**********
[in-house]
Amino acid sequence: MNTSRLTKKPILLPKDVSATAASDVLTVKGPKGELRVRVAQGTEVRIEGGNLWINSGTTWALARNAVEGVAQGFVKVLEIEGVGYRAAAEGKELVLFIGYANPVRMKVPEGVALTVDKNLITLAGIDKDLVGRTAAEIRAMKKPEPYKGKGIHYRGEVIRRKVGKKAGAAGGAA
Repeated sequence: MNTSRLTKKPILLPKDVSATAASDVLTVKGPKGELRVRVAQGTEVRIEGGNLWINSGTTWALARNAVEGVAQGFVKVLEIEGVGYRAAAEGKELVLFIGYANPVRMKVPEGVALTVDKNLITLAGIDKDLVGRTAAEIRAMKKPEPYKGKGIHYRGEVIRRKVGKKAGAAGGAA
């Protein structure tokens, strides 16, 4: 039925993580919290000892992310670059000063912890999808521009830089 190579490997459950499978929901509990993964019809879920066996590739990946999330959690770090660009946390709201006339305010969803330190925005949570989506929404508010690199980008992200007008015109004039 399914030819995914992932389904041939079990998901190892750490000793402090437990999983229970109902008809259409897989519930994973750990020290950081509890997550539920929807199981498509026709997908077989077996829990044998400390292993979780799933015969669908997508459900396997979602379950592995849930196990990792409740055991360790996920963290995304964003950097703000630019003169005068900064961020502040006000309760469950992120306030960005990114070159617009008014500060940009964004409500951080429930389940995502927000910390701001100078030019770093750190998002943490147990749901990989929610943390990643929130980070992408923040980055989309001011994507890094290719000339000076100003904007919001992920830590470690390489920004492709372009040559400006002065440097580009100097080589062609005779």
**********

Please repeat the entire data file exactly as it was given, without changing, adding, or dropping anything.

[in-house]
Amino acid sequence: MNTSRLTKKPILLPKDVSATAASDVLTVKGPKGELRVRVAQGTEVRIEGGNLWINSGTTWALARNAVEGVAQGFVKVLEIEGVGYRAAAEGKELVLFIGYANPVRMKVPEGVALTVDKNLITLAGIDKDLVGRTAAEIRAMKKPEPYKGKGIHYRGEVIRRKVGKKAGAAGGAA
Repeated sequence: MNTSRLTKKPILLPKDVSATAASDVLTVKGPKGELRVRVAQGTEVRIEGGNLWINSGTTWALARNAVEGVAQGFVKVLEIEGVGYRAAAEGKELVLFIGYANPVRMKVPEGVALTVDKNLITLAGIDKDLVGRTAAEIRAMKKPEPYKGKGIHYRGEVIRRKVGKKAGAAGGAA
């Protein structure tokens, strides 16, 4: 039925993580919290000892992310670059000063912890999808521009830089 190579490997459950499978929901509990993964019809879920066996590739990946999330959690770090660009946390709201006339305010969803330190925005949570989506929404508010690199980008992200007008015109004039 399914030819995914992932389904041939079990998901190892750490000793402090437990999983229970109902008809259409897989519930994973750990020290950081509890997550539920929807199981498509026709997908077989077996829990044998400390292993979780799933015969669908997508459900396997979602379950592995849930196990990792409740055991360790996920963290995304964003950097703000630019003169005068900064961020502040006000309760469950992120306030960005990114070159617009008014500060940009964004409500951080429930389940995502927000910390701001100078030019770093750190998002943490147990749901990989929610943390990643929130980070992408923040980055989309001011994507890094290719000339000076100003904007919001992920830590470690390489920004492709372009040559400006002065440097580009100097080589062609005779």